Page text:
Treasures of the Santa Catalina Mountains
Gold at Campo Bonito
When gold mining in the Cańada del Oro was in full swing by the late 1800s, prospectors looking for a quick path to riches were exploring a hidden valley on the north side of the Santa Catalina Mountains.
Mining in the Southern Arizona mountains became a big business at the turn of the century, especially for celebrities like William “Buffalo Bill” Cody.
The Camp Bonito site was one of the early mining camps formed in the Old Hat mining district just south of Oracle, Arizona in the Santa Catalina Mountains, not far from the YMCA Triangle Y Ranch.
At that time, the town of Oracle, north of Tucson, Arizona, was already settled with prospectors and homesteaders in the hills north of the Catalina Mountains. The Old Hat District was a proven producer of silver and gold.
The persistent legends of a lost city and a lost Spanish mine were overshadowed by recent discoveries of gold-embedded deposits that seemed to drip from the mountains and flow from the Cańada del Oro, according to newspaper accounts during the late 1880s. 
The mineral list from the Campo Bonito mines  included Calcite, Dolomite, Galena, Gold, Pyrite, Scheelite, Talc, and Wulfenite.  Tungsten was also a main ore.
The Campo Bonito group consisted of several dozen mining claims spread through the valley on the northeast side of the Catalina Mountains to include the Apache Peak area (Juniper claim, Memory Lane group, the Pair O’ Dice prospect, Red Dog claim, Southern Belle Mine (Southern Belle; Morning Star property/claims), and the Taraldson claim.
It also included the Maudina Mine claims/property, the High Jinks Mine and the Santa Rosa Mine (Cumaro claim).  The land is now part of the Coronado National Forest and some private properties, including the privately owned High Jinks Ranch, the YMCA’s Triangle Y Ranch, and numerous small ranches.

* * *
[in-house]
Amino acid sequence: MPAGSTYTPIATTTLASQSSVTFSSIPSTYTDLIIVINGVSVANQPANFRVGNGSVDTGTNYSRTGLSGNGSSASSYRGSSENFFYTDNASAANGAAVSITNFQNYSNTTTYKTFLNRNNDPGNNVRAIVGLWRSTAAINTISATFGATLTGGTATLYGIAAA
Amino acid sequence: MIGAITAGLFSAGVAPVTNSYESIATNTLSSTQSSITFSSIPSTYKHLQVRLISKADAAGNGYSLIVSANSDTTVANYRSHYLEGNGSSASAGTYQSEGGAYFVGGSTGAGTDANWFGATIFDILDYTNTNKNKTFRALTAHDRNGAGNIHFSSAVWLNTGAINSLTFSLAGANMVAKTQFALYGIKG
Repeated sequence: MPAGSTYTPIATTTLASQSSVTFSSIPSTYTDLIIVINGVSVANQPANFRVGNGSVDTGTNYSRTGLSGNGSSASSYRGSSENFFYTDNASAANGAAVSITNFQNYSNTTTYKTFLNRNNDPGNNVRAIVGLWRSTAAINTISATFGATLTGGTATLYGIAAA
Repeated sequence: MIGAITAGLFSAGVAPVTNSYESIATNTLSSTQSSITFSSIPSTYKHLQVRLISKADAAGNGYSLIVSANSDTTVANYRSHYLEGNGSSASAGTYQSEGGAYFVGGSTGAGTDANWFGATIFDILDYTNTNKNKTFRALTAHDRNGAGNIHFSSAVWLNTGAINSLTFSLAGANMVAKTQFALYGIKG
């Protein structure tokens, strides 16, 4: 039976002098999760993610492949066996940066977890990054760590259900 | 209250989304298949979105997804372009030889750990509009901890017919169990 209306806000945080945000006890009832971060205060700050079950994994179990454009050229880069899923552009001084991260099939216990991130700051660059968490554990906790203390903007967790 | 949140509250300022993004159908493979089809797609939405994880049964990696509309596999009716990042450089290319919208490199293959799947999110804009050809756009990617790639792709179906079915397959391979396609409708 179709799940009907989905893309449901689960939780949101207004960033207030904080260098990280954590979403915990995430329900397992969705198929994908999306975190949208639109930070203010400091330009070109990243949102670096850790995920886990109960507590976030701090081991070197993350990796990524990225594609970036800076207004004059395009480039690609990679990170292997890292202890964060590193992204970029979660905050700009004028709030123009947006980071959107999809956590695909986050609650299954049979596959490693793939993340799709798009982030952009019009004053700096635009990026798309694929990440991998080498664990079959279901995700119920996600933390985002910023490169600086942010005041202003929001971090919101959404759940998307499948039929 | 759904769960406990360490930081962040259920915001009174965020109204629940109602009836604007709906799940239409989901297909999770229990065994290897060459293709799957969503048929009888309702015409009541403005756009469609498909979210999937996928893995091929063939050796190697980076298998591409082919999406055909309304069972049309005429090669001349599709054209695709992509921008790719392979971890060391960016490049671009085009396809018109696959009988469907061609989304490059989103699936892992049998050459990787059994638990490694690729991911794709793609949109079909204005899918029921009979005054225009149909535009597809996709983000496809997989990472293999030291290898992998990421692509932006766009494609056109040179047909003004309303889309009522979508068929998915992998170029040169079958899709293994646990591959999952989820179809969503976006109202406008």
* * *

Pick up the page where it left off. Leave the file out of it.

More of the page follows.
A fireplace, drum and washbasin still remains at the Campo Bonito campsite, located off the Old Mount Lemmon Highway, just outside of Oracle, Arizona. The mining claims are 1 mile ENE of Apache Peak and about 2 miles SW of Campo Bonito. GPS coordinates: 32°33’29”N 110°44’8”W. 
Jewelry grade silver embedded in quartz is still found in the Santa Catalinas. Samples, marketed as Cody Stone, are on display at several locations nationwide.
Displays of CodyStone are at the Gemological Institute of America (GIA) in Carlsbad, California; the Mineral & Fossil Hall at the House of Onyx in Greenville, KY; The Buffalo Bill Historical Center in Cody, WY; the Old West Museum at Fort Cody Trading Place and the Buffalo Bill Ranch in North Platte, NE; the Oklahoma Historical Society and the Buffalo Bill Museum and Grave in Golden, Colorado; and the Mining Hall of Fame, Leadville, Colorado. Cody Stone is named after Buffalo Bill Cody who owned several mines in the Oracle, Arizona, area.  The market value suggested could be $5 a carat. 
The University of Arizona analyzed one quartz-silver sample with a Scanning Electron Microscope (SEM) and a backscattered-electron detector. The stone was found to be primarily quartz– a common element– with traces of rare-earth elements. The most “abundant minerals other than quartz are lead sulfide (galena) and copper-iron sulfide (chalcopyrite). Silver was also present in the vein. 
 “The Iron Door Mine,” Arizona Weekly Star, March 4, 1880. The story of the two miners discovery of the lost city and lost mine was widely known among Tucsonans, as described in this article.
 USGS: Bonito mines is a past producer of Tungsten, Pure Gold, Morning Star M S 1836. Patented Claims M S 1836, Gold Bug, Campo Bonito. MRDS M050217, Deposit 10210244.
 Pure Gold Mine, Campo Bonito Mines, Apache Peak area. Mindat.org Database.
 Campo Bonito, Oracle District (Control District; Old Hat District; Santa Catalina District), Santa Catalina Mountains, Pinal County, Arizona. Mindat.org.
 Locality Search, Campo Bonito. Mindat.org.
 Provenance of the Cody Stone and mining ventures, by William Carter. 2014.
 Stated by noted jeweler Michael Garcia, NaNa Ping. Aspen Mountain Studio, June 3, 1998. Also, stated by Larry Gray of The Mine Group, Boise, Idaho. August 21, 1997.
 Analysis from Gary Chandler, Mineral Science and Engineering, University of Arizona, Tucson. September 25, 1998.
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Treasures of the Santa Catalina Mountains
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